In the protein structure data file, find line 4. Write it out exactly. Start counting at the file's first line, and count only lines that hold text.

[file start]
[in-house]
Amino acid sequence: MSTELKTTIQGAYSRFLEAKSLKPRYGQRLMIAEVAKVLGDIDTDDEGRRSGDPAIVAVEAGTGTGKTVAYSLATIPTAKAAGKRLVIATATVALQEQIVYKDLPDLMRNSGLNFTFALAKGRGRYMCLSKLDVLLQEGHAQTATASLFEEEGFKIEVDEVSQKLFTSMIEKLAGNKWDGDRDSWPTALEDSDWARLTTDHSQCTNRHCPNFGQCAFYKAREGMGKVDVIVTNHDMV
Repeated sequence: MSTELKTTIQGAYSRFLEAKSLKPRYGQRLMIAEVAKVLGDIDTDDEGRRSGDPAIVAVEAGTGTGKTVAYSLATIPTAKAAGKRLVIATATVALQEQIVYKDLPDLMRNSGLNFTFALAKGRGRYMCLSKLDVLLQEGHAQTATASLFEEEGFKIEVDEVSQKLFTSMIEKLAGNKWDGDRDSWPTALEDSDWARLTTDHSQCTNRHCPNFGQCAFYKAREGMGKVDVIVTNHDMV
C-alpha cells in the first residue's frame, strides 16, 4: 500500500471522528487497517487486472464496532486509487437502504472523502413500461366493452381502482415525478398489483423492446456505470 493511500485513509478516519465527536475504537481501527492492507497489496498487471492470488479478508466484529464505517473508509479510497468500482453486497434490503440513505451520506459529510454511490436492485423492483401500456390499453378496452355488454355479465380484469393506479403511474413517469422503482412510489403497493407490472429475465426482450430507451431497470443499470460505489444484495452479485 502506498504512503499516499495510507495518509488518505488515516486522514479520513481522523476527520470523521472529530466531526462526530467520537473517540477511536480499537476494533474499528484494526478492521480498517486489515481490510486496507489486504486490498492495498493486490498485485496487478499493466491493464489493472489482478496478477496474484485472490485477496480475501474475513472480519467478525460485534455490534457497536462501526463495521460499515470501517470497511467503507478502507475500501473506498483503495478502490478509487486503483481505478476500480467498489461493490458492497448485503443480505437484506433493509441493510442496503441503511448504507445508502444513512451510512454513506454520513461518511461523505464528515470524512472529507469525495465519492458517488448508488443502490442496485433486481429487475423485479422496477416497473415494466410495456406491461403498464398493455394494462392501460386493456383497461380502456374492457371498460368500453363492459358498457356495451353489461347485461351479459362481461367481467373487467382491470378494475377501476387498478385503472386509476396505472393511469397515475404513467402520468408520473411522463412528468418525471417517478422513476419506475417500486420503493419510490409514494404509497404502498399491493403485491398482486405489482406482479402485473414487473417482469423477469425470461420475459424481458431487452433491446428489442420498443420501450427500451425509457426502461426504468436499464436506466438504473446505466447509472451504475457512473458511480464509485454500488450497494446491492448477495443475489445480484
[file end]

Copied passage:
C-alpha cells in the first residue's frame, strides 16, 4: 500500500471522528487497517487486472464496532486509487437502504472523502413500461366493452381502482415525478398489483423492446456505470 493511500485513509478516519465527536475504537481501527492492507497489496498487471492470488479478508466484529464505517473508509479510497468500482453486497434490503440513505451520506459529510454511490436492485423492483401500456390499453378496452355488454355479465380484469393506479403511474413517469422503482412510489403497493407490472429475465426482450430507451431497470443499470460505489444484495452479485 502506498504512503499516499495510507495518509488518505488515516486522514479520513481522523476527520470523521472529530466531526462526530467520537473517540477511536480499537476494533474499528484494526478492521480498517486489515481490510486496507489486504486490498492495498493486490498485485496487478499493466491493464489493472489482478496478477496474484485472490485477496480475501474475513472480519467478525460485534455490534457497536462501526463495521460499515470501517470497511467503507478502507475500501473506498483503495478502490478509487486503483481505478476500480467498489461493490458492497448485503443480505437484506433493509441493510442496503441503511448504507445508502444513512451510512454513506454520513461518511461523505464528515470524512472529507469525495465519492458517488448508488443502490442496485433486481429487475423485479422496477416497473415494466410495456406491461403498464398493455394494462392501460386493456383497461380502456374492457371498460368500453363492459358498457356495451353489461347485461351479459362481461367481467373487467382491470378494475377501476387498478385503472386509476396505472393511469397515475404513467402520468408520473411522463412528468418525471417517478422513476419506475417500486420503493419510490409514494404509497404502498399491493403485491398482486405489482406482479402485473414487473417482469423477469425470461420475459424481458431487452433491446428489442420498443420501450427500451425509457426502461426504468436499464436506466438504473446505466447509472451504475457512473458511480464509485454500488450497494446491492448477495443475489445480484